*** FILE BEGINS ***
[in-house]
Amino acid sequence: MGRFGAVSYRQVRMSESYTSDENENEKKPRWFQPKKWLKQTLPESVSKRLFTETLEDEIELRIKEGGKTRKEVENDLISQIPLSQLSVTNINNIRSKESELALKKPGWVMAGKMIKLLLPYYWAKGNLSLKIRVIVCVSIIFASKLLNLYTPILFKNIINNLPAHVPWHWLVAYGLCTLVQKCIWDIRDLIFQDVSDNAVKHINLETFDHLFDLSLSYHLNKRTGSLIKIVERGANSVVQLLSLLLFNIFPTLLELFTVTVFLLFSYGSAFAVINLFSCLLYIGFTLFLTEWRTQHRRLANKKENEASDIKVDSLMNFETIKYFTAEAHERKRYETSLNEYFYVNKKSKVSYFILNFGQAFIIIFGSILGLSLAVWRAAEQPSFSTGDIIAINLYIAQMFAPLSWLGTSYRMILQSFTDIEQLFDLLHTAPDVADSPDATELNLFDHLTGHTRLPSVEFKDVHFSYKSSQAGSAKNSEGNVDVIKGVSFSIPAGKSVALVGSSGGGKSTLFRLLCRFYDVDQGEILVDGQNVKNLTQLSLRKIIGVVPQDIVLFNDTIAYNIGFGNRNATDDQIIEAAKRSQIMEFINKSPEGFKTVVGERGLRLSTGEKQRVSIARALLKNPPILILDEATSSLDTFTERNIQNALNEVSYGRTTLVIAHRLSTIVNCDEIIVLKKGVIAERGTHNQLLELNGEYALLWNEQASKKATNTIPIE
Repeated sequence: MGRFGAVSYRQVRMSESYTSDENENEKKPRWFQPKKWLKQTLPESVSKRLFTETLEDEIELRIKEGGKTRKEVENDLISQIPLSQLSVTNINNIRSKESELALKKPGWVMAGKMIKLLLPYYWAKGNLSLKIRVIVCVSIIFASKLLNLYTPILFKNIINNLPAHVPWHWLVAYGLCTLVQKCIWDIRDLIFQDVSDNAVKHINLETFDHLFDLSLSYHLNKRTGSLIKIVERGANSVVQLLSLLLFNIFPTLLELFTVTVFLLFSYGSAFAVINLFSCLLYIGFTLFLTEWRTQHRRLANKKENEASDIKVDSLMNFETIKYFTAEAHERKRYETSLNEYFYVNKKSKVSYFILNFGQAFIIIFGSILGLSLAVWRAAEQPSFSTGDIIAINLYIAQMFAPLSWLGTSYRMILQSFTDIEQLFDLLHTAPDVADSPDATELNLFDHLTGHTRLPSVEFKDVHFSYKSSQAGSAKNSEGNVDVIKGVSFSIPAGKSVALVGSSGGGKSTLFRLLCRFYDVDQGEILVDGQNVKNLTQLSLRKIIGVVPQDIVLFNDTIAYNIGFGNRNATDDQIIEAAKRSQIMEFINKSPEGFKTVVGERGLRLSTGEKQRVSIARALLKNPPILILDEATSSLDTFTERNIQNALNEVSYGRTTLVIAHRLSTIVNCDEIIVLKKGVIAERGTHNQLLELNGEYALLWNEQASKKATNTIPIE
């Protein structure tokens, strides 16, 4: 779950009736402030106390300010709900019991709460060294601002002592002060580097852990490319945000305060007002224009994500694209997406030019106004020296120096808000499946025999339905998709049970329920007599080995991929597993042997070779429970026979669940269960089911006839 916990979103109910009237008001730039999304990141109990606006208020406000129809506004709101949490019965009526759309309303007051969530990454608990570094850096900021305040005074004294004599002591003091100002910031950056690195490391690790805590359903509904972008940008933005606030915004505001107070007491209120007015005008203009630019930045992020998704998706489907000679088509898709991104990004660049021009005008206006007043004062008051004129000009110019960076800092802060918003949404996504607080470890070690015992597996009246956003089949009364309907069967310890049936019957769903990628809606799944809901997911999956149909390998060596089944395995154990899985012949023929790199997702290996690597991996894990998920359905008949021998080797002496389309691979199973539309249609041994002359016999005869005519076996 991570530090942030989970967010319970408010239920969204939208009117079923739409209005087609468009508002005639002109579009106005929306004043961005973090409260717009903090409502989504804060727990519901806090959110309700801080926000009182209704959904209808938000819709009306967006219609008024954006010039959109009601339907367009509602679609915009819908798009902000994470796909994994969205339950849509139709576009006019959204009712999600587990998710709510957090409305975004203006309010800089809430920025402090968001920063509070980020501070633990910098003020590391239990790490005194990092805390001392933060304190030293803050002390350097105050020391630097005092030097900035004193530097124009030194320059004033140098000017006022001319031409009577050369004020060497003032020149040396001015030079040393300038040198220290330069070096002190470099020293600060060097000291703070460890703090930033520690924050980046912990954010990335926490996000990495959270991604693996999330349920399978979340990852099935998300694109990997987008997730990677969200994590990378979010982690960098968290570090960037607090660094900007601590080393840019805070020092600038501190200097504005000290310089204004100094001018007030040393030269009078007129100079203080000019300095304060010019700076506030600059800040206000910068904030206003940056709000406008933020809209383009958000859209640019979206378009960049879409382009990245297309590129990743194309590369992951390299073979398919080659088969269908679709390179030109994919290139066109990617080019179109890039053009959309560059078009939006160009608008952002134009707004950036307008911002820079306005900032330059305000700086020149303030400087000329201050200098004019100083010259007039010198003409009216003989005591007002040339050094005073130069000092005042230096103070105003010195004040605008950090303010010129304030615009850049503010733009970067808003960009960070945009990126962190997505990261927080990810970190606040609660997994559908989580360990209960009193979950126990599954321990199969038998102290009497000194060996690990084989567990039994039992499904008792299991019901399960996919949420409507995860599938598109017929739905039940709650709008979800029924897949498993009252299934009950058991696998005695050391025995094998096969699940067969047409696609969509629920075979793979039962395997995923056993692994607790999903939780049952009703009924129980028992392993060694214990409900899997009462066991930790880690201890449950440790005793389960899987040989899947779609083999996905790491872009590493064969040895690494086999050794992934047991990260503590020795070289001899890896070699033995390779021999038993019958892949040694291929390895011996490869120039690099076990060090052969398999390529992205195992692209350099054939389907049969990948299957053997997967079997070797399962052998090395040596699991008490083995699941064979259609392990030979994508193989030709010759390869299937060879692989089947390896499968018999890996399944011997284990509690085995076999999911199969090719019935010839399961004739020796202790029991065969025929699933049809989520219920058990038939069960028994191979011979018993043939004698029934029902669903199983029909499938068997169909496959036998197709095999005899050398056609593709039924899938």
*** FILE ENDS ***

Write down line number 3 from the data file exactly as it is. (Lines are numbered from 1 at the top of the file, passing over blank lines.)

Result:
Repeated sequence: MGRFGAVSYRQVRMSESYTSDENENEKKPRWFQPKKWLKQTLPESVSKRLFTETLEDEIELRIKEGGKTRKEVENDLISQIPLSQLSVTNINNIRSKESELALKKPGWVMAGKMIKLLLPYYWAKGNLSLKIRVIVCVSIIFASKLLNLYTPILFKNIINNLPAHVPWHWLVAYGLCTLVQKCIWDIRDLIFQDVSDNAVKHINLETFDHLFDLSLSYHLNKRTGSLIKIVERGANSVVQLLSLLLFNIFPTLLELFTVTVFLLFSYGSAFAVINLFSCLLYIGFTLFLTEWRTQHRRLANKKENEASDIKVDSLMNFETIKYFTAEAHERKRYETSLNEYFYVNKKSKVSYFILNFGQAFIIIFGSILGLSLAVWRAAEQPSFSTGDIIAINLYIAQMFAPLSWLGTSYRMILQSFTDIEQLFDLLHTAPDVADSPDATELNLFDHLTGHTRLPSVEFKDVHFSYKSSQAGSAKNSEGNVDVIKGVSFSIPAGKSVALVGSSGGGKSTLFRLLCRFYDVDQGEILVDGQNVKNLTQLSLRKIIGVVPQDIVLFNDTIAYNIGFGNRNATDDQIIEAAKRSQIMEFINKSPEGFKTVVGERGLRLSTGEKQRVSIARALLKNPPILILDEATSSLDTFTERNIQNALNEVSYGRTTLVIAHRLSTIVNCDEIIVLKKGVIAERGTHNQLLELNGEYALLWNEQASKKATNTIPIE